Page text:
3. Where, then, does the President now stand and what courses are now open to him?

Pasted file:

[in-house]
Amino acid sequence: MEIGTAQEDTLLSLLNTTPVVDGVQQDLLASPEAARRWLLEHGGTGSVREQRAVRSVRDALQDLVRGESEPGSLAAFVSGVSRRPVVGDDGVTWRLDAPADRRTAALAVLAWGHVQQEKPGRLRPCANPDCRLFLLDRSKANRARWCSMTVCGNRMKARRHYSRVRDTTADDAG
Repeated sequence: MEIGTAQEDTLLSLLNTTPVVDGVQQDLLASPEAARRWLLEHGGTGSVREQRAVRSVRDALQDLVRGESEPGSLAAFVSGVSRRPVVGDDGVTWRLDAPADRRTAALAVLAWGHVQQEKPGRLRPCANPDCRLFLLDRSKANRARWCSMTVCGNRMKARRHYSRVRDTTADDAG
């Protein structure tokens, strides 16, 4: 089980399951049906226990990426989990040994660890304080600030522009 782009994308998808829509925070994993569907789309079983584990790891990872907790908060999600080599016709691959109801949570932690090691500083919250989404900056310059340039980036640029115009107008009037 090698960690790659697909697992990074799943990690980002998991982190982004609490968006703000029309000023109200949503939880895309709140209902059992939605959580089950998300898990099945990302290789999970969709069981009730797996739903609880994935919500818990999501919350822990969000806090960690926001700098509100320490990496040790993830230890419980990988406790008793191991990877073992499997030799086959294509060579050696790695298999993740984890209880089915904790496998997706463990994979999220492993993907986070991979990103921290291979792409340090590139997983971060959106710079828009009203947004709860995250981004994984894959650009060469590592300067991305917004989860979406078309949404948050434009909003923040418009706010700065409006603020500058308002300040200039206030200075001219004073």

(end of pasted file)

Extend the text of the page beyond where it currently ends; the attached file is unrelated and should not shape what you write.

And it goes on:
4. The Opposition, even the eight parties which have formed the D.A.C., are far from being agreed as to whether or not to accept the President's invitation. Sheikh Mujibur Rahman (Awami League) now under trial in the Agartala Conspiracy case being tried before a Special Tribunal in Dacca, has demanded the dropping of the trial proceedings as the price of his presence at Rawalpindi. Not only does Sheikh Mujib's party have a considerable following in East Pakistan, but the proceedings of the Agartala trial have given wide publicity to his party's policy of seeking almost total autonomy for the East Wing and have given him a heroic status in the eyes of Bengalis. Again, within the D.A.C., the right-wing Jama'at-i-Islami consorts ill with the leftist N.A.P. (pro-Moscow) party of Mr. Wali Khan. Outside the D.A.C. the exclusion of the veteran Maulana Bhashani from the consultations would leave a potentially troublesome section of East Pakistani political life a free hand to denounce any agreement reached in Rawalpindi in its absence; yet Bhashani has insisted, however unrealistically, on the acceptance of his entire programme before the conference meets. Lastly there is Mr. Z.A. Bhutto, currently under house arrest but who, presumably, will be set free when the State of Emergency is lifted. The former Foreign Minister's views, personality and past association with the regime do not commend themselves to many among the older established opposition parties. But he already has a considerable following in West Pakistan chiefly but not entirely among students and other younger people and his adherents in the East Wing may well grow in number despite his West Pakistan origins.